Arthritis of foot/ankle
Arthritis is inflammation of one or more of your joints. It can cause pain and stiffness in any joint in the body, and is common in the small joints of the foot and ankle.
There are more than 100 forms of arthritis, many of which affect the foot and ankle. All types can make it difficult to walk and perform activities you enjoy.
Although there is no cure for arthritis, there are many treatment options available to slow the progress of the disease and relieve symptoms. With proper treatment, many people with arthritis are able to manage their pain, remain active, and lead fulfilling lives.
During standing, walking, and running, the foot and ankle provide support, shock absorption, balance, and several other functions that are essential for motion. Three bones make up the ankle joint, primarily enabling up and down movement. There are 28 bones in the foot, and more than 30 joints that allow for a wide range of movement.
In many of these joints the ends of the bones are covered with articular cartilage—a slippery substance that helps the bones glide smoothly over each other during movement. Joints are surrounded by a thin lining called the synovium. The synovium produces a fluid that lubricates the cartilage and reduces friction.
Tough bands of tissue, called ligaments, connect the bones and keep the joints in place. Muscles and tendons also support the joints and provide the strength to make them move.
The symptoms of arthritis vary depending on which joint is affected. In many cases, an arthritic joint will be painful and inflamed. Generally, the pain develops gradually over time, although sudden onset is also possible. There can be other symptoms, as well, including:
1. Pain with motion
2. Pain that flares up with vigorous activity
3. Tenderness when pressure is applied to the joint
4. Joint swelling, warmth, and redness
5. Increased pain and swelling in the morning, or after sitting or resting
6. Difficulty in walking due to any of the above symptoms
Your doctor will discuss your overall health and medical history and ask about any medications you may be taking. He or she will examine your foot and ankle for tenderness and swelling and ask questions to understand more about your symptoms. These questions may include:
1. When did the pain start?
2. Where exactly is the pain? Does it occur in one foot or both feet?
3. When does the pain occur? Is it continuous, or does it come and go?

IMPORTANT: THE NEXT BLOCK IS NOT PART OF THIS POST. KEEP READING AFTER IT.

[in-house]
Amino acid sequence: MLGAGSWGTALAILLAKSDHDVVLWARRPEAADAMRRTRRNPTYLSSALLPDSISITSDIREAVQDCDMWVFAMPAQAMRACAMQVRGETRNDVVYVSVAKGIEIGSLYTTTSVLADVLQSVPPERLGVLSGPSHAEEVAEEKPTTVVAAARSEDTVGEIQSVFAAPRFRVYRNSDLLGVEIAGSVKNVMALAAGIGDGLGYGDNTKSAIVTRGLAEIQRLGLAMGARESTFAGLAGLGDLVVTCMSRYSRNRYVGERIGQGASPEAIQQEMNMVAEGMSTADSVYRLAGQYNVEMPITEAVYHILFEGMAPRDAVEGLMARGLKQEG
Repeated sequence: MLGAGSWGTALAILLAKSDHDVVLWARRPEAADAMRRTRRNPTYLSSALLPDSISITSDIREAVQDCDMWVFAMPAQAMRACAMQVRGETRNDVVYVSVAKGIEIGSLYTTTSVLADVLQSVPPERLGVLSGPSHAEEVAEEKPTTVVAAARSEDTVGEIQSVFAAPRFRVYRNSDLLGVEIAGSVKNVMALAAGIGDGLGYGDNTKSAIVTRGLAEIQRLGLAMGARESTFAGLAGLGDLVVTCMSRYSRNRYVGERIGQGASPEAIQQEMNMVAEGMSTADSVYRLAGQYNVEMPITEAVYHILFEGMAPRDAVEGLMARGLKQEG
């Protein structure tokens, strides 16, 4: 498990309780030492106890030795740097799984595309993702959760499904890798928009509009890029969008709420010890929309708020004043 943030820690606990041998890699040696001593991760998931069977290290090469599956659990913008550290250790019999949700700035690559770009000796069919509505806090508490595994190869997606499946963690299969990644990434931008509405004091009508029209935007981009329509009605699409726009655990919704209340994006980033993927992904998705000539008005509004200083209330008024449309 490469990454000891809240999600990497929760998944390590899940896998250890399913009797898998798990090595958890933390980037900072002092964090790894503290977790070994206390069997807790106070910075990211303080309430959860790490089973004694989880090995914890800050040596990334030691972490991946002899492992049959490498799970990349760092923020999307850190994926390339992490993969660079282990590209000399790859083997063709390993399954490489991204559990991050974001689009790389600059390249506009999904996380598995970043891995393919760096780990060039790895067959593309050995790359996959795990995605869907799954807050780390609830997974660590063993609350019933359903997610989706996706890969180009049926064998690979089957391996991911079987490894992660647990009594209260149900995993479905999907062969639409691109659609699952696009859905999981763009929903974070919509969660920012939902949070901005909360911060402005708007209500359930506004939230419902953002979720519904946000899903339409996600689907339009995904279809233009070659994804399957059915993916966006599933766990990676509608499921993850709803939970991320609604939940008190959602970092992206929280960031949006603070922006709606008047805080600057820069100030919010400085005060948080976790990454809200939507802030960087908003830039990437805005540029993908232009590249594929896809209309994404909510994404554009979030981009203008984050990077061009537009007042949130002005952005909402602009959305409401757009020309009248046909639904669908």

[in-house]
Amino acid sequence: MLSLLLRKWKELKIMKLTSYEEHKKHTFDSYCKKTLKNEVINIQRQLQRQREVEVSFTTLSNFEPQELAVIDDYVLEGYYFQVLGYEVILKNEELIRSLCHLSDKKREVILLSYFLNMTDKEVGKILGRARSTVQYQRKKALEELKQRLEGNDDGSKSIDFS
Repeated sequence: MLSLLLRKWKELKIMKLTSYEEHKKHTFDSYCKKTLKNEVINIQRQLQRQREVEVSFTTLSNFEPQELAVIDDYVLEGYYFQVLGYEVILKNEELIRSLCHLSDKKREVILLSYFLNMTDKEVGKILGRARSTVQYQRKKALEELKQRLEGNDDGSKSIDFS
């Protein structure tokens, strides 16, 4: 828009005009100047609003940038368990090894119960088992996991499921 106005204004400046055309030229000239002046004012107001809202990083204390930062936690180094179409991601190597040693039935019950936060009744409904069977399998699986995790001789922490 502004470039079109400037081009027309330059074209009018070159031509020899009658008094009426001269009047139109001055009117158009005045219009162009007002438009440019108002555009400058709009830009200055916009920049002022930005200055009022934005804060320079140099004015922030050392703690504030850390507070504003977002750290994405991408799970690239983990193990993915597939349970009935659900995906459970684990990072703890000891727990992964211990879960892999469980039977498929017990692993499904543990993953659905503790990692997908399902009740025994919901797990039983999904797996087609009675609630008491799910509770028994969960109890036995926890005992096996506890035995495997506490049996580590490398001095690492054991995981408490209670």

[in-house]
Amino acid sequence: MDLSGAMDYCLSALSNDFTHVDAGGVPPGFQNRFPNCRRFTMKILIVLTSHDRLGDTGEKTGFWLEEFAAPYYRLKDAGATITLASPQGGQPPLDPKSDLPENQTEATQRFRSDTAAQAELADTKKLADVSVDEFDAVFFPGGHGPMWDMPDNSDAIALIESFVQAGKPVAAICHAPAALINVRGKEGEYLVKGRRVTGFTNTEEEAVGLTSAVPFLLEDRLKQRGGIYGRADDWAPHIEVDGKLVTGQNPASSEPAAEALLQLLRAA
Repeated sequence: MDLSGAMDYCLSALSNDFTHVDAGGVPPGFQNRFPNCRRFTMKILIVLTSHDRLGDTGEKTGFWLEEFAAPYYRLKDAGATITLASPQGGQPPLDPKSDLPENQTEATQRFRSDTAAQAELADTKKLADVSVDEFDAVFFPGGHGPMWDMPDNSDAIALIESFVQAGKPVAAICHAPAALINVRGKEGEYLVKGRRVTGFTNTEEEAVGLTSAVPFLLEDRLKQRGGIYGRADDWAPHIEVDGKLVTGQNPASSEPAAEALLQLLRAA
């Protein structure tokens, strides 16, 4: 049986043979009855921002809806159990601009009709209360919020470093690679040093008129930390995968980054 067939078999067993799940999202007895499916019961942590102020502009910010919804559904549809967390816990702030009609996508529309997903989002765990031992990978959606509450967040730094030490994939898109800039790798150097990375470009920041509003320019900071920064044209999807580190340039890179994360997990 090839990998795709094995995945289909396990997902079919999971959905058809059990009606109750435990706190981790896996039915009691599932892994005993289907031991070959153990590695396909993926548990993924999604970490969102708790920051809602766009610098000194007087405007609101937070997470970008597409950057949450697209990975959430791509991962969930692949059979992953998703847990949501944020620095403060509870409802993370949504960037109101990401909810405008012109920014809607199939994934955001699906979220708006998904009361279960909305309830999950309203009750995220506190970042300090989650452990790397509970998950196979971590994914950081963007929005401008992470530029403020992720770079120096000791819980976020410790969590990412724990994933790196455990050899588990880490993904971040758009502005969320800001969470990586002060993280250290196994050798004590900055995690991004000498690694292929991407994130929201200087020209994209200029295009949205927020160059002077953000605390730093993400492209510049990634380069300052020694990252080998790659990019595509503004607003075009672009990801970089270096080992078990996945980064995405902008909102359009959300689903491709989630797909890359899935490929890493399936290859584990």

4. Is the pain worse in the morning or at night? Does it get worse when walking or running?
Your doctor will also ask if you have had an injury to your foot or ankle in the past. If so, he or she will discuss your injury, including when it occurred and how it was treated.
Your doctor will also examine your shoes to determine if there is any abnormal or uneven wear and to ensure that they are providing sufficient support for your foot and ankle.
Gait analysis. During the physical examination, your doctor will closely observe your gait (the way you walk). Pain and joint stiffness will change the way you walk. For example, if you are limping, the way you limp can tell your doctor a lot about the severity and location of your arthritis.
During the gait analysis, your doctor will assess how the bones in your leg and foot line up when you walk, measure your stride, and test the strength of your ankles and feet.
X-rays. These imaging tests provide detailed pictures of dense structures such as bone. An x-ray of an arthritic foot may show narrowing of the joint space between bones (an indication of cartilage loss), changes in the bone (such as fractures), or the formation of bone spurs.
Weight-bearing x-rays are taken while you stand. They are the most valuable additional test in diagnosing the severity of arthritis and noting any joint deformity associated with it. In arthritic conditions, if x-rays are taken without standing, it is difficult to assess how much arthritis is present, where it is located in the joint, and how much deformity is present. So, it is very important that, when possible, x-rays are taken standing.
Other imaging tests. In some cases, a bone scan, computed tomography (CT) scan, or magnetic resonance imaging (MRI) scan may be needed to determine the condition of the bone and soft tissues.
Laboratory tests. Your doctor may also recommend blood tests to determine which type of arthritis you have. With some types of arthritis, including rheumatoid arthritis, blood tests are important for an accurate diagnosis.
Your doctor may refer you to a rheumatologist if he or she suspects rheumatoid arthritis. Although your symptoms and the results from a physical examination and tests may be consistent with rheumatoid arthritis, a rheumatologist will be able to determine the specific diagnosis. There are other less common types of inflammatory arthritis that will be considered.